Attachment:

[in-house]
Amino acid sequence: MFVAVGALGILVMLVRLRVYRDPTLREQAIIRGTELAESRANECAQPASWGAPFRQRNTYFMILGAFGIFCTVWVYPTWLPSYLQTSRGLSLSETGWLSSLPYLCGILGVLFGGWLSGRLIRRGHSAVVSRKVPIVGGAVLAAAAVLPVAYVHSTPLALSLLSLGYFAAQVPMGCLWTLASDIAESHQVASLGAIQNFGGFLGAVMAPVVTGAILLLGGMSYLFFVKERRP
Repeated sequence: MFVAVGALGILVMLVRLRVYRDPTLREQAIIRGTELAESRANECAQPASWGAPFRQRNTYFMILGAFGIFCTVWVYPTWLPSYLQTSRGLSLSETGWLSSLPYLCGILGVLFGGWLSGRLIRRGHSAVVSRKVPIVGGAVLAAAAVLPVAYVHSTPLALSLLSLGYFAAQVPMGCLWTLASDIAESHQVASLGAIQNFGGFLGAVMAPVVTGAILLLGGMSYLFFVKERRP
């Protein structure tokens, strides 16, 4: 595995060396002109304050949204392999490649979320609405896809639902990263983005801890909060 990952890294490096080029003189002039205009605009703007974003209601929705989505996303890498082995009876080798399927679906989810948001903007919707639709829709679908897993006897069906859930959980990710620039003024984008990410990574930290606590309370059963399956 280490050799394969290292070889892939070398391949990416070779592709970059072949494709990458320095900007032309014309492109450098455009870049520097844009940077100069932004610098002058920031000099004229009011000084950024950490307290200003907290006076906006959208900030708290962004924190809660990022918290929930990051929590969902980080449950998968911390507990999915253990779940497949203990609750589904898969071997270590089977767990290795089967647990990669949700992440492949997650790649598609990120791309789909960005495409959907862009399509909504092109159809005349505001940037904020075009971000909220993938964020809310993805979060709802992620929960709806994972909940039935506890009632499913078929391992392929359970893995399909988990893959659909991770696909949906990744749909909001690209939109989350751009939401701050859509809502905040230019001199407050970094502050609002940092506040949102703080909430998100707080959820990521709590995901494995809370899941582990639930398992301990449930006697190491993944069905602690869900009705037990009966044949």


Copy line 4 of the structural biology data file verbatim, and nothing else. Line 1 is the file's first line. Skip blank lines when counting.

């Protein structure tokens, strides 16, 4: 595995060396002109304050949204392999490649979320609405896809639902990263983005801890909060 990952890294490096080029003189002039205009605009703007974003209601929705989505996303890498082995009876080798399927679906989810948001903007919707639709829709679908897993006897069906859930959980990710620039003024984008990410990574930290606590309370059963399956 280490050799394969290292070889892939070398391949990416070779592709970059072949494709990458320095900007032309014309492109450098455009870049520097844009940077100069932004610098002058920031000099004229009011000084950024950490307290200003907290006076906006959208900030708290962004924190809660990022918290929930990051929590969902980080449950998968911390507990999915253990779940497949203990609750589904898969071997270590089977767990290795089967647990990669949700992440492949997650790649598609990120791309789909960005495409959907862009399509909504092109159809005349505001940037904020075009971000909220993938964020809310993805979060709802992620929960709806994972909940039935506890009632499913078929391992392929359970893995399909988990893959659909991770696909949906990744749909909001690209939109989350751009939401701050859509809502905040230019001199407050970094502050609002940092506040949102703080909430998100707080959820990521709590995901494995809370899941582990639930398992301990449930006697190491993944069905602690869900009705037990009966044949």